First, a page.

Finance Minister Israel Katz demanded on Thursday during a coronavirus cabinet meeting to reopen street shops by next week, claiming it makes no sense for beauty salons to reopen while the trade industry remains shut.
Israel's coronavirus cabinet's convened in the morning hours to discuss further easing of lockdown curbs. The ministers earlier this week voted to reopen "one-on-one" treatments and schools for grades 1-4 from November 1.
According to Katz, small businesses that have been shuttered during the second nationwide lockdown are facing imminent, financial danger.
“Massage parlors and personal treatments are allowed while street shops are on the verge of collapse,” said Katz at the start of the meeting. “[The Health Ministry] wants to push 80,000 people below the poverty line.”
Katz accused the Health Ministry of operating with lack of transparency and being out of touch with the public.
"Small business owners have been turned into enemies of the state because they lack a strong lobby. I will not give up fighting for them with all my might, to allow them to return to activity immediately. "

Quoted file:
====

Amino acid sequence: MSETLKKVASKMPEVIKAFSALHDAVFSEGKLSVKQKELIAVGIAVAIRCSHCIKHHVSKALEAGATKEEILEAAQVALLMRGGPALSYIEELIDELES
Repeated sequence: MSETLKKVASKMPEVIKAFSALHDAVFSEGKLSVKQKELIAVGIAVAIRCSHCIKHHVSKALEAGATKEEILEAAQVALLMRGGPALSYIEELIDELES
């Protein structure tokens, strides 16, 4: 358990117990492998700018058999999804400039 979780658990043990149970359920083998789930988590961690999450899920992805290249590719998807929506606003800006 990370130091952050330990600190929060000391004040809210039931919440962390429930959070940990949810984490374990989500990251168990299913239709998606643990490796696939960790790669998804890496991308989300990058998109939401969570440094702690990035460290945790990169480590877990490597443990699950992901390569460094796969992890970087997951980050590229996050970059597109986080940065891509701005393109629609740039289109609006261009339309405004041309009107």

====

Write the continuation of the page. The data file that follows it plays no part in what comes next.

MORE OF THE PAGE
Despite Katz’s insistence, Health Minister Yuli Edelstein said he is not prepared to allow stores to reopen, since health officials believe the original exit strategy outline - drafted by Head of Public Health Services Dr. Sharon Elrai-Price - should be adhered to.
According to that outline, the reopening of businesses will be part of the third phase, planned for mid-November.
At the start of the meeting the ministers voted on the final outline for the reopening of grades 1-4. According to the outline proposed by Education Minister Yoav Galant, students will study for four days a week in groups of 18 students.
The outline was strongly opposed by Prime Minister Benjamin Netanyahu, who claimed in-class studies should be conducted only three days a week. He said his assessment is based on consultations with the Health Ministry and the local government center.
The head of the Teachers' Union, Yaffa Ben David, called the outline a "disaster".
"We are all confused and frustrated, we go to bed with one outline and wake up with another," she said. "It will be a big mess on Sunday."